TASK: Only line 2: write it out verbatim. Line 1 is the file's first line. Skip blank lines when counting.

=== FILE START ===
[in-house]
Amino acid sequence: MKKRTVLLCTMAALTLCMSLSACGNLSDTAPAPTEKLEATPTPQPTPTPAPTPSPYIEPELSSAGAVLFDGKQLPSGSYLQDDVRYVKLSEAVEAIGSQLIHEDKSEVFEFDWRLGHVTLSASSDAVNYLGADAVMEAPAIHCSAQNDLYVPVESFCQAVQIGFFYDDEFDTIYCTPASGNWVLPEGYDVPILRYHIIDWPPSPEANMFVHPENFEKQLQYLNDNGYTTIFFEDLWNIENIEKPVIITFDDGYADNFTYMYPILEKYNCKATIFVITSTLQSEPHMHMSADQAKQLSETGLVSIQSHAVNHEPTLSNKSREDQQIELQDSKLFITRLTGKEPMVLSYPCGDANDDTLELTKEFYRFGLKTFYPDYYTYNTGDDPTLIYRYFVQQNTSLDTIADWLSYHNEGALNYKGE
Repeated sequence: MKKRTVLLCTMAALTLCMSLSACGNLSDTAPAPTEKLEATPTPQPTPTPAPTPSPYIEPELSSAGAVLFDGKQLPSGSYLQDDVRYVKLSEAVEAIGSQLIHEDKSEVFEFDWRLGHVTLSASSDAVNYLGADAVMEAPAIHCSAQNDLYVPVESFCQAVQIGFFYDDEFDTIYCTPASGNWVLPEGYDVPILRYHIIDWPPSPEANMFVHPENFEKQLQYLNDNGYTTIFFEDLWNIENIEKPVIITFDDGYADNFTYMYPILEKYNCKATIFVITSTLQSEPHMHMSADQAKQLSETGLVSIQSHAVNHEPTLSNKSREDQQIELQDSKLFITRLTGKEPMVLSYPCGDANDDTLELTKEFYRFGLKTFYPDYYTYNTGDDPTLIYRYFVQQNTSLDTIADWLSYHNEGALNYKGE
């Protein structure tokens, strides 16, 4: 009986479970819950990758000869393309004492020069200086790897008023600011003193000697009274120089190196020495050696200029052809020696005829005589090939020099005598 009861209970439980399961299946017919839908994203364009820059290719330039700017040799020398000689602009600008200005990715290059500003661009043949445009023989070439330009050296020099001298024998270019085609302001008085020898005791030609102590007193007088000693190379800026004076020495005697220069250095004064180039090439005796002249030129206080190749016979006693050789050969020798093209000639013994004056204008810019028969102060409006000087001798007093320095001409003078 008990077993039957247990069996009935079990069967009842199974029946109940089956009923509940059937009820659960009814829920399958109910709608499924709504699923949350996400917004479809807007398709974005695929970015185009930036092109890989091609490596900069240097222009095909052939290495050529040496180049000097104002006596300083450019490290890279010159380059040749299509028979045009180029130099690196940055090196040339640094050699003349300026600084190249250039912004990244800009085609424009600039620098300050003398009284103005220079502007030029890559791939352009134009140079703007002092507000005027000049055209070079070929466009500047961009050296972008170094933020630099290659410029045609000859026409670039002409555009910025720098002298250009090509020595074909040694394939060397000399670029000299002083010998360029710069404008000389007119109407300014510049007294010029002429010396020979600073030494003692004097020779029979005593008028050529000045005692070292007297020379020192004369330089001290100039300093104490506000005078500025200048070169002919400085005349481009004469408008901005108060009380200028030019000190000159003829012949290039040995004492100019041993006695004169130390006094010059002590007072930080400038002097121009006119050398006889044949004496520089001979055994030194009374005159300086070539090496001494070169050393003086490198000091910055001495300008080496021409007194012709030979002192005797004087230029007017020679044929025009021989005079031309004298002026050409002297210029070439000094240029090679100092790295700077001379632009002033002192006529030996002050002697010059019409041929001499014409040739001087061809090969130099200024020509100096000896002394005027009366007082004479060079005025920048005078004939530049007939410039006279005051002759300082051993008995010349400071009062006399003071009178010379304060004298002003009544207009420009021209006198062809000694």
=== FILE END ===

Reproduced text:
Amino acid sequence: MKKRTVLLCTMAALTLCMSLSACGNLSDTAPAPTEKLEATPTPQPTPTPAPTPSPYIEPELSSAGAVLFDGKQLPSGSYLQDDVRYVKLSEAVEAIGSQLIHEDKSEVFEFDWRLGHVTLSASSDAVNYLGADAVMEAPAIHCSAQNDLYVPVESFCQAVQIGFFYDDEFDTIYCTPASGNWVLPEGYDVPILRYHIIDWPPSPEANMFVHPENFEKQLQYLNDNGYTTIFFEDLWNIENIEKPVIITFDDGYADNFTYMYPILEKYNCKATIFVITSTLQSEPHMHMSADQAKQLSETGLVSIQSHAVNHEPTLSNKSREDQQIELQDSKLFITRLTGKEPMVLSYPCGDANDDTLELTKEFYRFGLKTFYPDYYTYNTGDDPTLIYRYFVQQNTSLDTIADWLSYHNEGALNYKGE